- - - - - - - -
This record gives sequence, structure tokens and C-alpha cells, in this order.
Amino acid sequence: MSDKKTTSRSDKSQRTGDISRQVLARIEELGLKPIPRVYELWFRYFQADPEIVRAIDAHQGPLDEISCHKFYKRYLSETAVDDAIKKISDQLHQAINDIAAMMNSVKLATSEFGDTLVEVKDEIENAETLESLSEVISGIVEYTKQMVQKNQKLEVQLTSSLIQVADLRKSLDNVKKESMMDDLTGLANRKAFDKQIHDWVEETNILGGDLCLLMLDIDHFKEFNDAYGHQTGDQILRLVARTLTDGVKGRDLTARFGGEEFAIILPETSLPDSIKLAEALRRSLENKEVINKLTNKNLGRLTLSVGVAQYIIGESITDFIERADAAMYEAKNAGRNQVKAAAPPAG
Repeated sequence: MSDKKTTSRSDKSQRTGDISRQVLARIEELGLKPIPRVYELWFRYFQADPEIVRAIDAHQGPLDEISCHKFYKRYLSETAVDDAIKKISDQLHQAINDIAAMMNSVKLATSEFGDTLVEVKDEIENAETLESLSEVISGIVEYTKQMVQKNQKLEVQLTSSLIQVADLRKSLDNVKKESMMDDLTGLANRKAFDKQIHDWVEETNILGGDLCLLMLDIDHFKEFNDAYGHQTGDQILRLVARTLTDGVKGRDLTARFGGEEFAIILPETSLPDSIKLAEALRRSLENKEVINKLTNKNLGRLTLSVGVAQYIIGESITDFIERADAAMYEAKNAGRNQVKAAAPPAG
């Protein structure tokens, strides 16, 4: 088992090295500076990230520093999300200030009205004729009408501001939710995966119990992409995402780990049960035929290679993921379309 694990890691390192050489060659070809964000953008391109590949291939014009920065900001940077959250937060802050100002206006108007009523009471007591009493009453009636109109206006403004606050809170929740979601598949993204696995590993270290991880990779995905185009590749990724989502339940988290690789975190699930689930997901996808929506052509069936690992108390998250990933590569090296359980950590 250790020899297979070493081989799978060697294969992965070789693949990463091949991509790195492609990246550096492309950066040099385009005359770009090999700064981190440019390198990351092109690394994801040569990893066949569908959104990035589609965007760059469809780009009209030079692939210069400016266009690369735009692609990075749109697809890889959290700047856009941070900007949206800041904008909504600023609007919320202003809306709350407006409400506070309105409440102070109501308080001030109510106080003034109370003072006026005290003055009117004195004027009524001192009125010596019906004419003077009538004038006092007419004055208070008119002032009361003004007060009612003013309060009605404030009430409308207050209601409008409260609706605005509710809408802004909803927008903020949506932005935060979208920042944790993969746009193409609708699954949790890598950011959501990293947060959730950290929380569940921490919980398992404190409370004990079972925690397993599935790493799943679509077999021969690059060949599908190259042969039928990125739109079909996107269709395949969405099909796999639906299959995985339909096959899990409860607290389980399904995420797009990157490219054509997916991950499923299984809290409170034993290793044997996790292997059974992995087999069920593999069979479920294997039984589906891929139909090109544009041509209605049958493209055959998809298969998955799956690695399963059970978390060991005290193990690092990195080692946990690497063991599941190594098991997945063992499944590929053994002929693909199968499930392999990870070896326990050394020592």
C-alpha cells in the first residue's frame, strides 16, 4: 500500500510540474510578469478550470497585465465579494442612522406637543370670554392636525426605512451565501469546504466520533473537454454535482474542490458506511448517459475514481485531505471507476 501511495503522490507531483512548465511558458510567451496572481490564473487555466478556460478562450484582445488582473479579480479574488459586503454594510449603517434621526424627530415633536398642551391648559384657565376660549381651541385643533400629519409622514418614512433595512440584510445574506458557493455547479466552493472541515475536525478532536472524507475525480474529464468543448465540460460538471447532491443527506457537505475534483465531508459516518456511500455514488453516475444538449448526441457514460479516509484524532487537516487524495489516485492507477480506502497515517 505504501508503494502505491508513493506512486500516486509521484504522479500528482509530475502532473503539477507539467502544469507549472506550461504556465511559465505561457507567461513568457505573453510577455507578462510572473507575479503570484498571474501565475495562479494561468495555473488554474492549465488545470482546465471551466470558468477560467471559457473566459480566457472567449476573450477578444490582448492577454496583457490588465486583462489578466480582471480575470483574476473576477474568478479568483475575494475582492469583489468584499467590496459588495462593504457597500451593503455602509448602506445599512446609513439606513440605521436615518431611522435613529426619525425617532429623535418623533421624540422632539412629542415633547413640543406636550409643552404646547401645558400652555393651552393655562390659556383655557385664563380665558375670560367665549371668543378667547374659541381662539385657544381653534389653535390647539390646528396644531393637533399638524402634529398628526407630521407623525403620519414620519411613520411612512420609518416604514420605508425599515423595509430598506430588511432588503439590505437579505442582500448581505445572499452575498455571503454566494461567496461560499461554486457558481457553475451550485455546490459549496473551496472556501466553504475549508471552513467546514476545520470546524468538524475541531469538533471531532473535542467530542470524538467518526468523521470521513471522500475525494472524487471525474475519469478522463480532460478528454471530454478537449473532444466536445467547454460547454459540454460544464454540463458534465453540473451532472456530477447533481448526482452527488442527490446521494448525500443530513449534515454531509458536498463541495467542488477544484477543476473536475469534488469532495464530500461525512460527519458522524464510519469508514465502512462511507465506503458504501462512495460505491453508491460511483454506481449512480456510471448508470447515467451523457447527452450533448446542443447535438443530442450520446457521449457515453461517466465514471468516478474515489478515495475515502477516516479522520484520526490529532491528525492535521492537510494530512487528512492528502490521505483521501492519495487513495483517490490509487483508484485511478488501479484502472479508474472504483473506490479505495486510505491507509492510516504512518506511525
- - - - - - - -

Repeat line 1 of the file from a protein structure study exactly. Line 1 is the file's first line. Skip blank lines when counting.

This record gives sequence, structure tokens and C-alpha cells, in this order.